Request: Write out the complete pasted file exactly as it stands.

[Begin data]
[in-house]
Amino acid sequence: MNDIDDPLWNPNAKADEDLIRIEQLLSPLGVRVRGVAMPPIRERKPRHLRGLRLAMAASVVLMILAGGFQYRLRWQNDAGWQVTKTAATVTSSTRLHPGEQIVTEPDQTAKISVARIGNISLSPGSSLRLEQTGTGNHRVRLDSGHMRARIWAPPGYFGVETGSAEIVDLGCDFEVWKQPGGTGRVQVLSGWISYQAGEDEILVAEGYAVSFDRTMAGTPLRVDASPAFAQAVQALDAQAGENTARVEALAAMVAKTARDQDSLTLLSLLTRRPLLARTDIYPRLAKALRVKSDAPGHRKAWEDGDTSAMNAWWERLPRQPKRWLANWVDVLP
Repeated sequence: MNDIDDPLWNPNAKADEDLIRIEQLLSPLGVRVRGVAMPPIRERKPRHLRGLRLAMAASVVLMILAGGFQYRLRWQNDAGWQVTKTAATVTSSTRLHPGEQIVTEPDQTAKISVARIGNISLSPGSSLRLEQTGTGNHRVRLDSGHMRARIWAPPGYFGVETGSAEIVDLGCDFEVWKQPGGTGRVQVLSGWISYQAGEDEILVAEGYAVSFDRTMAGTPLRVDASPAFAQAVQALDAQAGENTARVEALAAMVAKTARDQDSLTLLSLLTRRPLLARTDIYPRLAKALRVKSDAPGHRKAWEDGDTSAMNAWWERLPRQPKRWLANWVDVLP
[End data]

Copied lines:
[in-house]
Amino acid sequence: MNDIDDPLWNPNAKADEDLIRIEQLLSPLGVRVRGVAMPPIRERKPRHLRGLRLAMAASVVLMILAGGFQYRLRWQNDAGWQVTKTAATVTSSTRLHPGEQIVTEPDQTAKISVARIGNISLSPGSSLRLEQTGTGNHRVRLDSGHMRARIWAPPGYFGVETGSAEIVDLGCDFEVWKQPGGTGRVQVLSGWISYQAGEDEILVAEGYAVSFDRTMAGTPLRVDASPAFAQAVQALDAQAGENTARVEALAAMVAKTARDQDSLTLLSLLTRRPLLARTDIYPRLAKALRVKSDAPGHRKAWEDGDTSAMNAWWERLPRQPKRWLANWVDVLP
Repeated sequence: MNDIDDPLWNPNAKADEDLIRIEQLLSPLGVRVRGVAMPPIRERKPRHLRGLRLAMAASVVLMILAGGFQYRLRWQNDAGWQVTKTAATVTSSTRLHPGEQIVTEPDQTAKISVARIGNISLSPGSSLRLEQTGTGNHRVRLDSGHMRARIWAPPGYFGVETGSAEIVDLGCDFEVWKQPGGTGRVQVLSGWISYQAGEDEILVAEGYAVSFDRTMAGTPLRVDASPAFAQAVQALDAQAGENTARVEALAAMVAKTARDQDSLTLLSLLTRRPLLARTDIYPRLAKALRVKSDAPGHRKAWEDGDTSAMNAWWERLPRQPKRWLANWVDVLP